Procurement can and should focus not only backwards into the supply chain, but forwards. Procurement should look at the needs of the customer and create supply solutions that meet their demands.
We saw a great example of this in a company that provides outsourced maintenance services.
The issue they came to us with was about how to reduce the cost of spare parts stock whilst, at the same time, minimising time to fix.
As we delved into the problem by interviewing the engineers who drove around the UK fixing equipment, we learned that their solution to reducing the time to fix had been to have a large stock holding in each van "just in case" it was needed.
For obvious reasons, this had been curtailed and engineers were encouraged to drive to a depot to collect the specific spares they needed prior to each job.
However, whilst that solution dealt with the stock level issues, it entailed a lot of extra mileage and slowed response times. As a result, customer satisfaction levels were falling and they were under competitive pressure.
This company was in the business of maintaining assets. Their focus was on how to take calls from customers, identify the source of the problem and put together requirements in terms of parts and skills to get the fix completed in as short a time as possible.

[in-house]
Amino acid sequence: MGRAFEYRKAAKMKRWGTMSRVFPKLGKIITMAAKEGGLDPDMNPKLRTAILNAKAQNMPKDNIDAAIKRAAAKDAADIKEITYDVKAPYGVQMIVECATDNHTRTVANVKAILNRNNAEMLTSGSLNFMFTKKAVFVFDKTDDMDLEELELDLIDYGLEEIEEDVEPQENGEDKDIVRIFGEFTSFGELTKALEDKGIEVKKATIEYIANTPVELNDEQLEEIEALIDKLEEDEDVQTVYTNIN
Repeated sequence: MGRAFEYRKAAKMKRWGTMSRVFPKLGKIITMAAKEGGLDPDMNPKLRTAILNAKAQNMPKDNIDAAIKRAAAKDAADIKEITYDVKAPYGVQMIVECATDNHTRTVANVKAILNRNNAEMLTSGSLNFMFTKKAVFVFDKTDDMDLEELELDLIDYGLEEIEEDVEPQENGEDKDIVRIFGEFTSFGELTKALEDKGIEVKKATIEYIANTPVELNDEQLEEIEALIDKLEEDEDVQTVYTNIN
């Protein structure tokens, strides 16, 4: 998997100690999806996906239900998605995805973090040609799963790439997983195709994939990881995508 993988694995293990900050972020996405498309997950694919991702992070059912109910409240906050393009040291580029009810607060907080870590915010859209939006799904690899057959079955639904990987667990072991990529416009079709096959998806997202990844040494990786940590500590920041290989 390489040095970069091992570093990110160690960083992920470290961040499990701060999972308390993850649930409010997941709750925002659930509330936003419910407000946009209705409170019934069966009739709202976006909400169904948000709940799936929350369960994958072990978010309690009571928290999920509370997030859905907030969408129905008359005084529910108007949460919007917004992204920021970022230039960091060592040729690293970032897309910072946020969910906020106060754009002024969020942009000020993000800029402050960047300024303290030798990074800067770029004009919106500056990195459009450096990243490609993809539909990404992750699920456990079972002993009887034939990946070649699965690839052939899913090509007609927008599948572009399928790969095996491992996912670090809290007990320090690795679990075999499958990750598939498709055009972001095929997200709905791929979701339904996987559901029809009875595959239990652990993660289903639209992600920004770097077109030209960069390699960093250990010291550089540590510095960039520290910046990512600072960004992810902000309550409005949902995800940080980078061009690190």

They looked at the solution as a whole - how they could get a qualified engineer together with the right parts to the right place at the right time.
They were experts in call handling, engineer routing and customer service, but none of the team had a background in distribution.
When our expert in food logistics looked at the problem they uncoupled the maintenance job from the spare parts supply and focused on the issue of getting the right parts to the right place at the right time.
We introduced new suppliers based on their ability to fulfil the logistics element of the operation and changed the way spare parts were sourced.
We then looked at the call-handling element of the job and refreshed the triage process to improve the identification of the problem and therefore the parts that were likely to be needed.
By breaking down the need and optimising the solution in each area, the end result was amazing:
- 33% total cost reduction
- 25% reduction in working capitial (MRO stocks)
- 3% asset uptime improvement
- improved time to fix
- improved customer satisfaction
Applying expertise from another industry is one of the key ingredients of disruptive procurement and this example shows how a field service company can learn from catering distribution services.
To learn about more examples of disruptive procurement, download our eBook "11 thought-provoking examples of disruptive procurement".